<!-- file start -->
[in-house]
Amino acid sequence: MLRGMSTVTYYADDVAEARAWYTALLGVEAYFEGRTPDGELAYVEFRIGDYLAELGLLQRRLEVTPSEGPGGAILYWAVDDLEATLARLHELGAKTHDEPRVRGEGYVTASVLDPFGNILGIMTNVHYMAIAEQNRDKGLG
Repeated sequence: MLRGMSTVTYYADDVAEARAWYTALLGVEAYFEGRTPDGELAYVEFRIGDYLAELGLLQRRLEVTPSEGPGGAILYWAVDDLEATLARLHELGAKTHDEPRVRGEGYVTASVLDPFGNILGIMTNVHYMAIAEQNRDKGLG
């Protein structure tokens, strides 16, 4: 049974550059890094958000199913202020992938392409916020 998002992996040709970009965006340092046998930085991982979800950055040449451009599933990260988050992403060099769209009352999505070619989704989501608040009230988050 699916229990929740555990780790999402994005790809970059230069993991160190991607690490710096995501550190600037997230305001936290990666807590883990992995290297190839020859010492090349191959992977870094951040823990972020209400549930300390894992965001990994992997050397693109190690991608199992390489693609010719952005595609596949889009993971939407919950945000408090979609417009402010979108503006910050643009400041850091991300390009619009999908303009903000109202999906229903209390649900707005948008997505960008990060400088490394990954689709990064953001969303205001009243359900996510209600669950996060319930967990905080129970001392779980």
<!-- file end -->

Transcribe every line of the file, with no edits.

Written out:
[in-house]
Amino acid sequence: MLRGMSTVTYYADDVAEARAWYTALLGVEAYFEGRTPDGELAYVEFRIGDYLAELGLLQRRLEVTPSEGPGGAILYWAVDDLEATLARLHELGAKTHDEPRVRGEGYVTASVLDPFGNILGIMTNVHYMAIAEQNRDKGLG
Repeated sequence: MLRGMSTVTYYADDVAEARAWYTALLGVEAYFEGRTPDGELAYVEFRIGDYLAELGLLQRRLEVTPSEGPGGAILYWAVDDLEATLARLHELGAKTHDEPRVRGEGYVTASVLDPFGNILGIMTNVHYMAIAEQNRDKGLG
């Protein structure tokens, strides 16, 4: 049974550059890094958000199913202020992938392409916020 998002992996040709970009965006340092046998930085991982979800950055040449451009599933990260988050992403060099769209009352999505070619989704989501608040009230988050 699916229990929740555990780790999402994005790809970059230069993991160190991607690490710096995501550190600037997230305001936290990666807590883990992995290297190839020859010492090349191959992977870094951040823990972020209400549930300390894992965001990994992997050397693109190690991608199992390489693609010719952005595609596949889009993971939407919950945000408090979609417009402010979108503006910050643009400041850091991300390009619009999908303009903000109202999906229903209390649900707005948008997505960008990060400088490394990954689709990064953001969303205001009243359900996510209600669950996060319930967990905080129970001392779980």